Knowledge is Power: Learn More About Lynch Syndrome

Over the past few years, hereditary breast and ovarian cancer, and the BRCA1 and BRCA2 genes, have received a lot of media attention. From the perspective of a Genetic Counselor, I can say that these stories have helped raise awareness about hereditary cancer and the importance of understanding your family history. I hope that this information has also empowered more people to ask their healthcare providers about genetic testing and if it is right for them.

The phrase “knowledge is power” applies perfectly to your health, and information is essential towards creating change. Beyond breast cancer, it is important that people learn more about other types of cancer that could be hereditary, such as colorectal and uterine cancer.

One important hereditary cancer syndrome to understand is Lynch syndrome, which impacts somewhere between every 1 in 279 to 440 people in the U.S. This condition is caused by a genetic mutation in one of five different genes; Lynch syndrome is the most common hereditary cause of colorectal and uterine cancer. People with Lynch syndrome have an increased risk to develop multiple types of cancer; therefore, they need to be offered earlier and more frequent cancer screening, such as colonoscopies, to catch cancer early and sometimes preventive surgeries, such as removing the uterus for women, are recommended to help reduce the risks of developing cancer. Also, if someone is diagnosed with Lynch syndrome, their close family members may also be at risk to have the same condition, and would benefit from genetic testing.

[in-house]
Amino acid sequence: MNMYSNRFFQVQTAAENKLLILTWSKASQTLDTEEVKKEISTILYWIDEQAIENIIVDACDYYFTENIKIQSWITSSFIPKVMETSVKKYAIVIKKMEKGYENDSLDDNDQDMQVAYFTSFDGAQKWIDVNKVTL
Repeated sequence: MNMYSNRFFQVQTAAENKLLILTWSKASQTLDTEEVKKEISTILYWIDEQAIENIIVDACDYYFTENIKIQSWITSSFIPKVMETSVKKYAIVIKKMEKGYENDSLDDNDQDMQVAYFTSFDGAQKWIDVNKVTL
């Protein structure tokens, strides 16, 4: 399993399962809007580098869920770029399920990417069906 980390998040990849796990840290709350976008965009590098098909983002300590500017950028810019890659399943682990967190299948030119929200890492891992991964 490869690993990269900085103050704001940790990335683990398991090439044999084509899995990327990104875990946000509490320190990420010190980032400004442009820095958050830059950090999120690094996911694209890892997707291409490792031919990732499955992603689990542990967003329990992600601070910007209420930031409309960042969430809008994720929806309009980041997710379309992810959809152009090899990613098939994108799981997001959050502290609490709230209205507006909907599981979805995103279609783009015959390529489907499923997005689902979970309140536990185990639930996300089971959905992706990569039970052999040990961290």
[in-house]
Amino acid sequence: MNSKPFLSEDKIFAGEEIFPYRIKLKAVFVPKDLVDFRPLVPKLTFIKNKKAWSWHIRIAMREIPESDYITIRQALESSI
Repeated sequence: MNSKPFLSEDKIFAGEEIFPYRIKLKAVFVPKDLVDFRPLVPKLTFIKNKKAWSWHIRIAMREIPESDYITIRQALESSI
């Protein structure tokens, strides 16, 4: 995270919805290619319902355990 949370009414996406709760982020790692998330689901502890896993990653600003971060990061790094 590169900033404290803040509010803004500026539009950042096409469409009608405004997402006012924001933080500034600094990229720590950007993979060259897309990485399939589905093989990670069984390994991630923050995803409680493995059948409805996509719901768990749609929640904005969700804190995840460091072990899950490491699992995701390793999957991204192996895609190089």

It is important to identify who has Lynch syndrome so healthcare providers can make more educated recommendations about cancer screening and prevention. If you have a personal and/or family history of colorectal or uterine cancer, in multiple family members, especially if your relatives were diagnosed at young ages , talk to your healthcare provider about Lynch syndrome to find out if genetic testing may be helpful for you and your family.

  1. Buchanan et al. Clinical problems of colorectal cancer and endometrial cancer cases with unknown cause of tumor mismatch repair deficiency (suspected Lynch syndrome). Appl Clin Genet. 2014. 7:183-93.
  2. Haraldsdottir et al. Colon and endometrial cancers with mismatch repair deficiency can arise from somatic, rather than germline, mutations. Gastroenterology. 2014. 147(6):1308-1316.

 



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